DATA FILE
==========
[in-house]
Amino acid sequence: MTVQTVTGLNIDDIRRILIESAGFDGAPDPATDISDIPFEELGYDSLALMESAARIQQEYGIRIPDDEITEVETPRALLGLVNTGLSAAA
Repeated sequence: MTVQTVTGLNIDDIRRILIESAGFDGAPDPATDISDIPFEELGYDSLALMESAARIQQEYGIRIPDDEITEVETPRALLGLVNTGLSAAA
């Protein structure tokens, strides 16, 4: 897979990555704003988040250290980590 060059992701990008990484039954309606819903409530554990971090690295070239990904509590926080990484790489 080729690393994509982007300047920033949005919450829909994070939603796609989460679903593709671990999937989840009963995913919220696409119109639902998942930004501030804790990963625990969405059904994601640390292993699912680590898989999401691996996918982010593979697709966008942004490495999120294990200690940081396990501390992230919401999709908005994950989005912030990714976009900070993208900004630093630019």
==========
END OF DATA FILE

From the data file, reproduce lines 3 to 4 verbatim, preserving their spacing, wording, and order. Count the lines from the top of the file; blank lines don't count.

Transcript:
Repeated sequence: MTVQTVTGLNIDDIRRILIESAGFDGAPDPATDISDIPFEELGYDSLALMESAARIQQEYGIRIPDDEITEVETPRALLGLVNTGLSAAA
């Protein structure tokens, strides 16, 4: 897979990555704003988040250290980590 060059992701990008990484039954309606819903409530554990971090690295070239990904509590926080990484790489 080729690393994509982007300047920033949005919450829909994070939603796609989460679903593709671990999937989840009963995913919220696409119109639902998942930004501030804790990963625990969405059904994601640390292993699912680590898989999401691996996918982010593979697709966008942004490495999120294990200690940081396990501390992230919401999709908005994950989005912030990714976009900070993208900004630093630019």